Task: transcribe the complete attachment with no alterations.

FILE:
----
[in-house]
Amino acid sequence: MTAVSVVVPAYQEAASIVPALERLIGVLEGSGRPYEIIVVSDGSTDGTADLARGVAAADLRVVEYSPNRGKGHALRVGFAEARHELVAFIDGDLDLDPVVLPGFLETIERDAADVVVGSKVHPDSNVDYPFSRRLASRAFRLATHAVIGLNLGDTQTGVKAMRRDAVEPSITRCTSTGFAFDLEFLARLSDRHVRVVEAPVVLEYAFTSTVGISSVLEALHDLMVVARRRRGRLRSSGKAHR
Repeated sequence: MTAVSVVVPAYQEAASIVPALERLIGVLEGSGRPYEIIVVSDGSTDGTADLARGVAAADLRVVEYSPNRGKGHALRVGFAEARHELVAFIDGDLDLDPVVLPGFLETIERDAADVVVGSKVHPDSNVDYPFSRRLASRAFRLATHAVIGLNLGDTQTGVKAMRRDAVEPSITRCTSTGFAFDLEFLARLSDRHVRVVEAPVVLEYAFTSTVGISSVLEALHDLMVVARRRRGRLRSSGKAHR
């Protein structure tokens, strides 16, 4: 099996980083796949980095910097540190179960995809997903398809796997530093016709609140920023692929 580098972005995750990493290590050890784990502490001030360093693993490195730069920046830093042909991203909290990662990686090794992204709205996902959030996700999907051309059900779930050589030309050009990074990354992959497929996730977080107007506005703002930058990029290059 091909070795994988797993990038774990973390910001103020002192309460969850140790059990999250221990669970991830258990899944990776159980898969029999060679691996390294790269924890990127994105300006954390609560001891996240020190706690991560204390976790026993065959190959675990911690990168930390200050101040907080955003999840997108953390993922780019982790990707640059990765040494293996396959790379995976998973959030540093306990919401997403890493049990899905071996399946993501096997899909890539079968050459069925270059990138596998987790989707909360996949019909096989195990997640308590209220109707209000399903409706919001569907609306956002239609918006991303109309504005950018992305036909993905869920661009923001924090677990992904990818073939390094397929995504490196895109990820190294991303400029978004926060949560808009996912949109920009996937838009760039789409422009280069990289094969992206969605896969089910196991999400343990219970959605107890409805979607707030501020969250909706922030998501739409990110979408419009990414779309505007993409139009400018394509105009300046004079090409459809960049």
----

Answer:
[in-house]
Amino acid sequence: MTAVSVVVPAYQEAASIVPALERLIGVLEGSGRPYEIIVVSDGSTDGTADLARGVAAADLRVVEYSPNRGKGHALRVGFAEARHELVAFIDGDLDLDPVVLPGFLETIERDAADVVVGSKVHPDSNVDYPFSRRLASRAFRLATHAVIGLNLGDTQTGVKAMRRDAVEPSITRCTSTGFAFDLEFLARLSDRHVRVVEAPVVLEYAFTSTVGISSVLEALHDLMVVARRRRGRLRSSGKAHR
Repeated sequence: MTAVSVVVPAYQEAASIVPALERLIGVLEGSGRPYEIIVVSDGSTDGTADLARGVAAADLRVVEYSPNRGKGHALRVGFAEARHELVAFIDGDLDLDPVVLPGFLETIERDAADVVVGSKVHPDSNVDYPFSRRLASRAFRLATHAVIGLNLGDTQTGVKAMRRDAVEPSITRCTSTGFAFDLEFLARLSDRHVRVVEAPVVLEYAFTSTVGISSVLEALHDLMVVARRRRGRLRSSGKAHR
């Protein structure tokens, strides 16, 4: 099996980083796949980095910097540190179960995809997903398809796997530093016709609140920023692929 580098972005995750990493290590050890784990502490001030360093693993490195730069920046830093042909991203909290990662990686090794992204709205996902959030996700999907051309059900779930050589030309050009990074990354992959497929996730977080107007506005703002930058990029290059 091909070795994988797993990038774990973390910001103020002192309460969850140790059990999250221990669970991830258990899944990776159980898969029999060679691996390294790269924890990127994105300006954390609560001891996240020190706690991560204390976790026993065959190959675990911690990168930390200050101040907080955003999840997108953390993922780019982790990707640059990765040494293996396959790379995976998973959030540093306990919401997403890493049990899905071996399946993501096997899909890539079968050459069925270059990138596998987790989707909360996949019909096989195990997640308590209220109707209000399903409706919001569907609306956002239609918006991303109309504005950018992305036909993905869920661009923001924090677990992904990818073939390094397929995504490196895109990820190294991303400029978004926060949560808009996912949109920009996937838009760039789409422009280069990289094969992206969605896969089910196991999400343990219970959605107890409805979607707030501020969250909706922030998501739409990110979408419009990414779309505007993409139009400018394509105009300046004079090409459809960049």